Análisis de contenido de constructos personales en la depresión

Salud mental, ISSN 0185-3325, Vol. 32, Nº. 5, 2009, pags. 371-380
Source: OAI

ABSTRACT SUMMARY Kelly's Personal Construct Psychology (PCP) proposes that attributing meaning to experience is the most fundamental process of human psychological functioning. He describes psychological activity as a continuous process of creating, testing and revising personal theories (usually implicit) that allow people to understand and anticipate events. Personal constructs are the basic units of these personal theories. Constructs are bipolar contrasts of meaning that form an evolving network through which psychological processes are canalized. This system provides with a limited number of alternative views for explaining, anticipating and participating in life. One of the most significant contributions to psychological research made by PCP concerns the possibility to develop tools for the study of subjective construing. The Role Construct Repertory Grid (RepGrid) has been extensively used to explore the view subjects have of themselves, others and their problems. This technique elicits a sample of verbal descriptions of contrasting alternatives, his or her personal constructs; and provides several measures of self construing (e.g., self-esteem) and systems organization (e.g., complexity). Several authors point out the utility and pertinence of exploring the construct system in the evaluation of depressive disorders. They show the interest of studying the construct systems of depressive patients in order to measure some aspects that symptom and standard cognitive measures of cognitive distortions do not take into account. Depressive mood is highly influenced by the subject's view of him or herself and others, and by the organization of his or her constructs. However, the content of these personal constructs has received far less attention from researchers. The main goal of this article is to complement the PCP model of depression through the content analysis of personal constructs. In contrast with traditional content analysis, we do not evaluate the valency of the content but the principal meaning dimensions through which depressive people describe their interpersonal experience. According to PCP and other cognitive approaches, we hypothesize that the contents of the construct systems in the depressive sample are different from those of the control group. Specifically, we believe that the depressive group will show a higher number of constructs related to emotions and morality. The present study was carried out with 53 patients seeking psychological treatment in various private clinics in Barcelona who met DSM-IV criteria for depressive unipolar disorders. The non-clinical comparison group (n= 53), paired by sex and age with the clinical one, included volunteers recruited by graduate and undergraduate students from the University of Barcelona as part of their practical experience with the RepGrid, after receiving specific training in its administration. To compare the pattern of the construct system of both groups, we categorized the content of the personal constructs elicited with the RepGrid using the Classification System for Personal Constructs (SCCP) developed by Feixas et al. The SCCP is composed of six thematic areas (moral, emotional, relational, personal, intellectual, and values/interests) broken down into 45 different categories. Inter-rater agreement was used to determine the reliability of the SCCP. The results were very satisfactory regarding the percentage of agreement between judges. Cohens Kappa coefficient confirmed the high level of reliability of the SCCP, which was higher than that obtained in previous studies.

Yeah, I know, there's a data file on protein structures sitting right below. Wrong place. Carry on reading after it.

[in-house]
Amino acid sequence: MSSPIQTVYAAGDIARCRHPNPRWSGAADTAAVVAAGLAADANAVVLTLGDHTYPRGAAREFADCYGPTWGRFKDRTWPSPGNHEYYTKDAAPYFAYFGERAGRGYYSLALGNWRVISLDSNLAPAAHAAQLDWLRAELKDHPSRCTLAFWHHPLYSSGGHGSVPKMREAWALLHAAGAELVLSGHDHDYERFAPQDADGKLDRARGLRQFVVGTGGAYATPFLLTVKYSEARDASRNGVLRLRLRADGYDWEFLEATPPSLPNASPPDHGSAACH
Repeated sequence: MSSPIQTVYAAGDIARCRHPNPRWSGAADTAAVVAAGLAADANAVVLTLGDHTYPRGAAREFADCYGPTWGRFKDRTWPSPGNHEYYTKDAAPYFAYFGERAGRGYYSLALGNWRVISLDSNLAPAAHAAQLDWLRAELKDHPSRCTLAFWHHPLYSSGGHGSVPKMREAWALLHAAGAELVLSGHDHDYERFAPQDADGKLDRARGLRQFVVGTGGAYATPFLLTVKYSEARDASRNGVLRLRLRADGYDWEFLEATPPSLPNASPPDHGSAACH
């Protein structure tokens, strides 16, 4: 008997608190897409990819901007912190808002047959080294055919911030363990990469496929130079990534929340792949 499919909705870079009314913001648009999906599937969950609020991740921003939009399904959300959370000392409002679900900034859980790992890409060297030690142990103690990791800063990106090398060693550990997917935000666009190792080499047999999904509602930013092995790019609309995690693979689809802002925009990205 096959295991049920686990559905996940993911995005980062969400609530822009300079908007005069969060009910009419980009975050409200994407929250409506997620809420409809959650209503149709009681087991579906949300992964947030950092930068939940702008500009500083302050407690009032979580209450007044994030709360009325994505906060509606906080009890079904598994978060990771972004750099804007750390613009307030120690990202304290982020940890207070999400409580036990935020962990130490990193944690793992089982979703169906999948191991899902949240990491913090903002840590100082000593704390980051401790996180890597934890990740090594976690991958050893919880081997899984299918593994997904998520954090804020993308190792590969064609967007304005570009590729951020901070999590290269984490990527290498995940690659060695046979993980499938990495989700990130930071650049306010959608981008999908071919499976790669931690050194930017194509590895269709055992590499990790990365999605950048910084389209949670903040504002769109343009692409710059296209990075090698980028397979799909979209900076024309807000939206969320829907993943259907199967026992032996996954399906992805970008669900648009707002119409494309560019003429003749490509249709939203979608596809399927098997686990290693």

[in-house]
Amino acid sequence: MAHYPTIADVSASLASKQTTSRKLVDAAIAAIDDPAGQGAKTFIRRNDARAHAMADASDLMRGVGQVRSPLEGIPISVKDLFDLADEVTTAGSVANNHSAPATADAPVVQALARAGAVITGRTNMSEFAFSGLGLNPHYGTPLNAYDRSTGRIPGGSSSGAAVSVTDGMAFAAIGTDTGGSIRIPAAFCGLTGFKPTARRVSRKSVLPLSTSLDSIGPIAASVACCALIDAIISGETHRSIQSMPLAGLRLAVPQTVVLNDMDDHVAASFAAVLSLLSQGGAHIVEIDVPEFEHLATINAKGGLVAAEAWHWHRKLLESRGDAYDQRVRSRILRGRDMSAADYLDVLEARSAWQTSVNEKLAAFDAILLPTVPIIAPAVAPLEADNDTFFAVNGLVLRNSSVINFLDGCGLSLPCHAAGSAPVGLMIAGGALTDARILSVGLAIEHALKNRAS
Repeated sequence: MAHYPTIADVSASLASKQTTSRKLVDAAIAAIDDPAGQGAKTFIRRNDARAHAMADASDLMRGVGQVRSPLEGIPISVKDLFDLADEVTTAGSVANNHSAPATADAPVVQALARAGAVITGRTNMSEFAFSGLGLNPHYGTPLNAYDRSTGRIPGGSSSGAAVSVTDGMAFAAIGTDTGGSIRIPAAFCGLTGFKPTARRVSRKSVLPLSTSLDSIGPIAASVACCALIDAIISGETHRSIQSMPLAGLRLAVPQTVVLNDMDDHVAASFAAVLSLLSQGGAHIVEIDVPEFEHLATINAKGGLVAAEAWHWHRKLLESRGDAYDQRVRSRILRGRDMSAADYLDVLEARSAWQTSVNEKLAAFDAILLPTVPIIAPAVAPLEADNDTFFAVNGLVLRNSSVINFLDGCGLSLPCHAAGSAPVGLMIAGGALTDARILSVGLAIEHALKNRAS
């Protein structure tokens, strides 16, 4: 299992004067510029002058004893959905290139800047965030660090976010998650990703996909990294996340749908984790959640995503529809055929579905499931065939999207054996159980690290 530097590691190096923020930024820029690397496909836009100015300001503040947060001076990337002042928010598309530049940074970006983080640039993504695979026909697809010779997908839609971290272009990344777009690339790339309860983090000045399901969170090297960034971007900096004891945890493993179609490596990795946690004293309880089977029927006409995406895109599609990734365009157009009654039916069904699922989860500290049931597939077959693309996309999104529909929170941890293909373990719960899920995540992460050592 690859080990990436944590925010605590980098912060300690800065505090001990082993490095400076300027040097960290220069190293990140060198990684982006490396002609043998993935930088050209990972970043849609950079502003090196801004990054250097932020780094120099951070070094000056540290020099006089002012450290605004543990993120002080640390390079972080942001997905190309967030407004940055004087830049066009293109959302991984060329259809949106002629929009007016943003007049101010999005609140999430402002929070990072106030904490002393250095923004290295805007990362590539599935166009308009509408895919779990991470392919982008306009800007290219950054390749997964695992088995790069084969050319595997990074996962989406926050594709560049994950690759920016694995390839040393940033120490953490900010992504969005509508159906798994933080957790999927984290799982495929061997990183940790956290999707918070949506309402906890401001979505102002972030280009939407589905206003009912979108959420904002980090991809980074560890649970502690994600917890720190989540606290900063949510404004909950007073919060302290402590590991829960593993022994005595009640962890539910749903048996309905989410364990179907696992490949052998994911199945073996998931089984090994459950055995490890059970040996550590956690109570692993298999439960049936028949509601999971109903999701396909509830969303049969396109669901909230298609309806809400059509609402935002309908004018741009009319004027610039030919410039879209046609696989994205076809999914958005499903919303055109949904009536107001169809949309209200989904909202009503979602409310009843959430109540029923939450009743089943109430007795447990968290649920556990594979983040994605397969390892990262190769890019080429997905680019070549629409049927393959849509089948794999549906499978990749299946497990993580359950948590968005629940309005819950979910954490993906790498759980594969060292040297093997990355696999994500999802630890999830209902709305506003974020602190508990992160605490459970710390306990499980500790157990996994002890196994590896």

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May 21, 2014